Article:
The Dreamed Ones (Ruth Beckermann)

Art has always worshipped unrequited love. Prime examples of seminal works of art, whether literary (William Shakespeare’s Romeo and Juliet) or cinematic (Michael Curtiz’ Casablanca), have found their inspiration in the themes of undying passion and doomed love. This is the path that Ruth Beckermann follows in her latest film: the unfolding of a barely known but most tragic love affair.

The Dreamed Ones might initially be mistaken for a documentary due to the film’s patient focus on two performers (Anja Plaschg and Laurence Rupp) recording the correspondence between Austrian poet and author Ingeborg Bachmann (1926-1973) and her Romanian-born lover and poet Paul Celan (1920-1970). Indeed most of the film consists of recitations of letters written by the two lovers, but the reenactment of the poets’ emotional turmoil and internal conflict creates something narratively bold despite the film’s deceptive straightforwardness. A surface-level examination of the film could very well diminish it as a structurally repetitious (and, therefore, dull) and uninspired theoretical experiment. But while the film adopts an emotionally detached approach to a fault, and it does suffer from its unavoidable literary inflexibility, Beckermann manages to preserve the film’s self-referential virtues with her unpretentious and astute directorial simplicity.

Almost entirely confined to the studio, Beckermann’s mise-en-scène creates a contradictory atmosphere: physically claustrophobic and asphyxiating, but also spiritually liberating and transcendent. There is an almost mystical and hallucinatory aura as the reading of the poets’ confessional correspondence becomes a figurative convention of their spirits. During smoke breaks between audio recording sessions, the two performers talk about their own interpretations of the psychological state of the film’s subjects (whether justifying or accusing the poets’ behaviour, they’re both simply trying to understand their thoughts and motives), as well as their own personal lives and daily routine. This creates a more casual and less formal space allowing the actors, who become the surrogates of the lovelorn poets, and the audience to contemplate the film’s beautifully drawn intricacies. Beckermann admirably – and quite unconventionally – avoids hinting at a possible blossoming romance that mirrors the fictional one; this directorial choice successfully amplifies the film’s metatextual and self-reflexive dimension.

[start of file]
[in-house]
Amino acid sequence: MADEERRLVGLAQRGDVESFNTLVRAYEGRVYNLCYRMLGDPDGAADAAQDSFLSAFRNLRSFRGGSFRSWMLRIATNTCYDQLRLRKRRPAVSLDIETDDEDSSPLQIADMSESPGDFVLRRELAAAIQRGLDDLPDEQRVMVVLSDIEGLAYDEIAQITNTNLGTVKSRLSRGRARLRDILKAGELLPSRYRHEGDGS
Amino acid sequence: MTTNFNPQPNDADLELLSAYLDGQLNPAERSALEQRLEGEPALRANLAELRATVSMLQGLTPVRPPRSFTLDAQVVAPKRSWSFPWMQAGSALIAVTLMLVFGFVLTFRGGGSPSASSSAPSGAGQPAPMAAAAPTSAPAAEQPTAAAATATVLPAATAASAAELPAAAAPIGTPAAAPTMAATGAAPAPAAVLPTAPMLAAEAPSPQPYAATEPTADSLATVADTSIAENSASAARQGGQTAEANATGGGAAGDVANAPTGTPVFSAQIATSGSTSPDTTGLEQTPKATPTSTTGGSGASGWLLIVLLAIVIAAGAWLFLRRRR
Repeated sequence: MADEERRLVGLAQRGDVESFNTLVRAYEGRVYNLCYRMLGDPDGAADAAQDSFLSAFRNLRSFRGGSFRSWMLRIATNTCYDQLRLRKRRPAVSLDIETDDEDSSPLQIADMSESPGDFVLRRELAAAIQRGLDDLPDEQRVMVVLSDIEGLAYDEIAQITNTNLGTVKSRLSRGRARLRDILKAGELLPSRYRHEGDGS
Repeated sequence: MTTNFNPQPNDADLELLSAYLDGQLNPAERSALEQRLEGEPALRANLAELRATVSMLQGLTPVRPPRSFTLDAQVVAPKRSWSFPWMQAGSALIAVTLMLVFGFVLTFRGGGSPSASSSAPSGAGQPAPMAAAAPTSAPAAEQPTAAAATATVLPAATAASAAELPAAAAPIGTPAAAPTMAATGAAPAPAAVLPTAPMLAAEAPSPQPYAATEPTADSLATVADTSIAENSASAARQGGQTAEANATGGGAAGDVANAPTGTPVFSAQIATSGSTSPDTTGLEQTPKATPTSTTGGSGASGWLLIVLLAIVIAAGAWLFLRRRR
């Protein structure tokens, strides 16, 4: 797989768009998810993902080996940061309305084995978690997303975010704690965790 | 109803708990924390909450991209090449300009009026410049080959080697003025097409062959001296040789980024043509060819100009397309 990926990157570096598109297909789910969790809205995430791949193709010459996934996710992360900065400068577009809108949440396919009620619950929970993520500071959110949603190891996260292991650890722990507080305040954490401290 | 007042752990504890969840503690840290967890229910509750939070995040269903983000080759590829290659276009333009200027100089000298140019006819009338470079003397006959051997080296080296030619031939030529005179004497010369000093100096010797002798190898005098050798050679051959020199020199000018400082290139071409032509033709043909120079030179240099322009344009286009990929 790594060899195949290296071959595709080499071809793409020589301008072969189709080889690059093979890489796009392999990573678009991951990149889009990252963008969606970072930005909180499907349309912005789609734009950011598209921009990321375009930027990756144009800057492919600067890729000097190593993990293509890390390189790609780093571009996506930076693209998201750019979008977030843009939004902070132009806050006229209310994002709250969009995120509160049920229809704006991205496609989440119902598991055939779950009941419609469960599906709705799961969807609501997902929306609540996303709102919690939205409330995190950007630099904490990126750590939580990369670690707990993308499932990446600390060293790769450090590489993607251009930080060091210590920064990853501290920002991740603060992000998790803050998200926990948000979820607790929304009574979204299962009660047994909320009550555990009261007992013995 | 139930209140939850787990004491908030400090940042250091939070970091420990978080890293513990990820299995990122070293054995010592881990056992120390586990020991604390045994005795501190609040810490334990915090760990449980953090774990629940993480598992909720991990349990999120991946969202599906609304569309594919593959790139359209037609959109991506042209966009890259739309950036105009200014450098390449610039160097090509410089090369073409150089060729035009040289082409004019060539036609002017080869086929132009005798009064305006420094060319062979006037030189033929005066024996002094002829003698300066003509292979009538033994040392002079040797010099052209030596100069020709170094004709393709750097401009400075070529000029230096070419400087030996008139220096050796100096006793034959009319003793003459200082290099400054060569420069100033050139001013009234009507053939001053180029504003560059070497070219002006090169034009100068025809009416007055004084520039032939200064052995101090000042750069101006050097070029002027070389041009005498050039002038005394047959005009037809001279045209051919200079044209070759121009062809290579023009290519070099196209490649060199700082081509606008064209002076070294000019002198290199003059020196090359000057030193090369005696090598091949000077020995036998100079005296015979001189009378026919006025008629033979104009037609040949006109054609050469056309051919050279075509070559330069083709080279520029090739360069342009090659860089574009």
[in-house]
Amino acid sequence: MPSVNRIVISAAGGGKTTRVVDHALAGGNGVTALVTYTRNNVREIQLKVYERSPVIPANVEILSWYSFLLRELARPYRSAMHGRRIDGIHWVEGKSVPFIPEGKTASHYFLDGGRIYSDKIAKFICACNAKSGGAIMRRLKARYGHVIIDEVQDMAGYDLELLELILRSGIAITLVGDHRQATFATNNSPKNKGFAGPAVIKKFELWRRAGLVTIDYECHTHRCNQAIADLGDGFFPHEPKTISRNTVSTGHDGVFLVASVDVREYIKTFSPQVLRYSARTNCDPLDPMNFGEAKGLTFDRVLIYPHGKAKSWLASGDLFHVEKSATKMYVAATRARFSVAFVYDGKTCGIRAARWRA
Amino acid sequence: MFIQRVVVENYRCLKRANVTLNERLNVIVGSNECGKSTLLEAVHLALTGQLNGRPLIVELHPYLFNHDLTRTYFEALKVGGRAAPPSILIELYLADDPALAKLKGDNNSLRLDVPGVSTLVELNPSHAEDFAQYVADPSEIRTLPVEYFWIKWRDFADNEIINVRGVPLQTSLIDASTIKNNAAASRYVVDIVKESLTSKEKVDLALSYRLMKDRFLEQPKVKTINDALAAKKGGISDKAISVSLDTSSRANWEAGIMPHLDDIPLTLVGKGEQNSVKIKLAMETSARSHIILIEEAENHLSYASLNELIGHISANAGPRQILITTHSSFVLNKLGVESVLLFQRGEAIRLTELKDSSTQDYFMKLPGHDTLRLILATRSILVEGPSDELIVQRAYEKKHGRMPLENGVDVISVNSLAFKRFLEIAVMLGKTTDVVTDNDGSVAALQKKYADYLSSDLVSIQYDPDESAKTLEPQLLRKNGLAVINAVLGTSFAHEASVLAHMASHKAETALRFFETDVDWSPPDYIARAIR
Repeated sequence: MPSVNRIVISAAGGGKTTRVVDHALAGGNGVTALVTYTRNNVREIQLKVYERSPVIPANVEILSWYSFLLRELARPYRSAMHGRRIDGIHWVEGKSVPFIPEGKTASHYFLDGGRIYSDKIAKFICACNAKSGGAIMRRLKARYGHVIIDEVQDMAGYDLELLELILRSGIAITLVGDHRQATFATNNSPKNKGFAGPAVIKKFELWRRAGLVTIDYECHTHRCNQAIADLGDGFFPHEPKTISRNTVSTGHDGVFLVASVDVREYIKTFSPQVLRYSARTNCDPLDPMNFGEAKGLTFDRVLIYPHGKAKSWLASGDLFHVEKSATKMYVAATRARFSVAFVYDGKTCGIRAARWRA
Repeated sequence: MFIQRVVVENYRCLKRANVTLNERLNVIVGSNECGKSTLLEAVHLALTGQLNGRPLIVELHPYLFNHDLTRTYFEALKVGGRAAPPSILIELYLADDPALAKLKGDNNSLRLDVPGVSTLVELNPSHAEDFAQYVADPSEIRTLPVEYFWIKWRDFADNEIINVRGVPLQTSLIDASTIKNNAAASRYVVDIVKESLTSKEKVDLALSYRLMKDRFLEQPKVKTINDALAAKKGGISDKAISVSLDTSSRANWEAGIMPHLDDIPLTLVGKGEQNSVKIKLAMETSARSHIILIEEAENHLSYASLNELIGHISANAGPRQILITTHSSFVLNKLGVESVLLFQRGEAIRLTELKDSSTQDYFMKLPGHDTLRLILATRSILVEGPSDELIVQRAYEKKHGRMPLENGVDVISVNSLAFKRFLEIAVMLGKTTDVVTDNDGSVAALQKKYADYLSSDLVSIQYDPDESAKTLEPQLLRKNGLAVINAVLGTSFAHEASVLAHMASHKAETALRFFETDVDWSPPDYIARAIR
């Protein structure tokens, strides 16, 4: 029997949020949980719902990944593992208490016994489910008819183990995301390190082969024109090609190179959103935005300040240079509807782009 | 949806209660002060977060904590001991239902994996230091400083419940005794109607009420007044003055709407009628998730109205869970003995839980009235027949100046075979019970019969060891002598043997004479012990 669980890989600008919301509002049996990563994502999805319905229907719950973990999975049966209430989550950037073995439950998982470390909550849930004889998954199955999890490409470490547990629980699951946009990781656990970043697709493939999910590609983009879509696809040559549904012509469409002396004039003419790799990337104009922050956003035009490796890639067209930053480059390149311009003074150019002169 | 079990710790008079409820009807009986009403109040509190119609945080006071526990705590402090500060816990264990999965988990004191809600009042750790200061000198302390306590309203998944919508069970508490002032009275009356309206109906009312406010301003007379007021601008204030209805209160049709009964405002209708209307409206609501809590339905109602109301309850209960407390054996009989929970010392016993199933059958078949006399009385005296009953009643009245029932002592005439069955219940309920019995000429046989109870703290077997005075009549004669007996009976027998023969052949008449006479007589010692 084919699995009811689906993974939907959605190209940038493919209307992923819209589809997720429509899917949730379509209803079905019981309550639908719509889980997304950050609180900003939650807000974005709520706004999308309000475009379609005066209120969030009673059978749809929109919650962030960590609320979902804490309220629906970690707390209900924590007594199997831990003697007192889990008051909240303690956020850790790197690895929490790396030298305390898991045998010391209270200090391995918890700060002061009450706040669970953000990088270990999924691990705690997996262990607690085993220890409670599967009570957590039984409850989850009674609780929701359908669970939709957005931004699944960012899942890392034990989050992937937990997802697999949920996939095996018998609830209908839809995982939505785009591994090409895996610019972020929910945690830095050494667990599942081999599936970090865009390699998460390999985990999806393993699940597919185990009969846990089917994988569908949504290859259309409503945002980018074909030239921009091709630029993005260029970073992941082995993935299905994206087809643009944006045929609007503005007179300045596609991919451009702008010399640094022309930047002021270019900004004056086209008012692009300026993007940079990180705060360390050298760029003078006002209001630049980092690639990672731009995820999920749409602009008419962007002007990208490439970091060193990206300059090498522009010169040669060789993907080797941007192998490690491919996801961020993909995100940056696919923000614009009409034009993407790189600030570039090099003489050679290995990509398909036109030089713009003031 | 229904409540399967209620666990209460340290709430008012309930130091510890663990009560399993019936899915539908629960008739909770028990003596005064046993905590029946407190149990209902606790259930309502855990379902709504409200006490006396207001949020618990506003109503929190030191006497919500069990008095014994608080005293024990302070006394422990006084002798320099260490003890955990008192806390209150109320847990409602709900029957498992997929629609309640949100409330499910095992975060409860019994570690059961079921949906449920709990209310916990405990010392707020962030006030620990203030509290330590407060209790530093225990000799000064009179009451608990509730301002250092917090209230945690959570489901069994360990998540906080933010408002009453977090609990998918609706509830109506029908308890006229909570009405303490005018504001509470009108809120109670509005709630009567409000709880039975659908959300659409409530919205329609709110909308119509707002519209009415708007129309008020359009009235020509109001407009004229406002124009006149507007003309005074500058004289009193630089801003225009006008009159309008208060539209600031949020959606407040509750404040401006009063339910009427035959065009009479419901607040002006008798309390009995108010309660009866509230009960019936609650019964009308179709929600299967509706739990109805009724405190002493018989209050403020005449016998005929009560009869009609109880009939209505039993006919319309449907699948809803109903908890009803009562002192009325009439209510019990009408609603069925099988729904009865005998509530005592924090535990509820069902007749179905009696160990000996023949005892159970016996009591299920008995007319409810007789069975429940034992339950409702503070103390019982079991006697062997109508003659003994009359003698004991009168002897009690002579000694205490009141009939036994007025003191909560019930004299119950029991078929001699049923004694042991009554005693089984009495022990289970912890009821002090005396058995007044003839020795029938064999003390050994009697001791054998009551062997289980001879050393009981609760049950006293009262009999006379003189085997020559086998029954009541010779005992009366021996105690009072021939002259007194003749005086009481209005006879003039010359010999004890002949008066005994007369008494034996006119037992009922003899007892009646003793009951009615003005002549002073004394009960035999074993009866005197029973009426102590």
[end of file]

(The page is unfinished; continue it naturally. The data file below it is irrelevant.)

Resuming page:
The more we submerge into the personal tales of the two poets, the more we understand their longing, despair, bitterness, jealousy and temperamental behaviour. Beckermann’s fascination with the near-quotidian exchange between Bachmann and Celan, as well as her keen observation of every single detail of their correspondence, allows the audience to become engulfed in the complexity of the poets’ situation and the unfortunate circumstances of their unwilling separation and its resulting tragedy.

This approach invigorates the narrative through its beguiling shifts between performance and reality, as well as its intelligent transition from the personal dimension of the lovers’ complicated relationship to a broader canvas of thematically intriguing layers (professional antagonism; the effect of anti-Semitism; the shame of one’s identity), simultaneously operating as both a political examination of a specific historical period and an acidic social commentary.

The film is not entirely successful; its structural circularity as well as the abstract approach to many of its fascinating ideas languish the closer we get to the tonally insipid and dry ending. But make no mistake, this is an ambitious experiment on the metatextuality of art and its power of self-preservation through vastly opposed forms; it is a quiet celebration by cinematic document of the confessional expression of the purest human emotions; it is the apotheosis of the timelessness of love.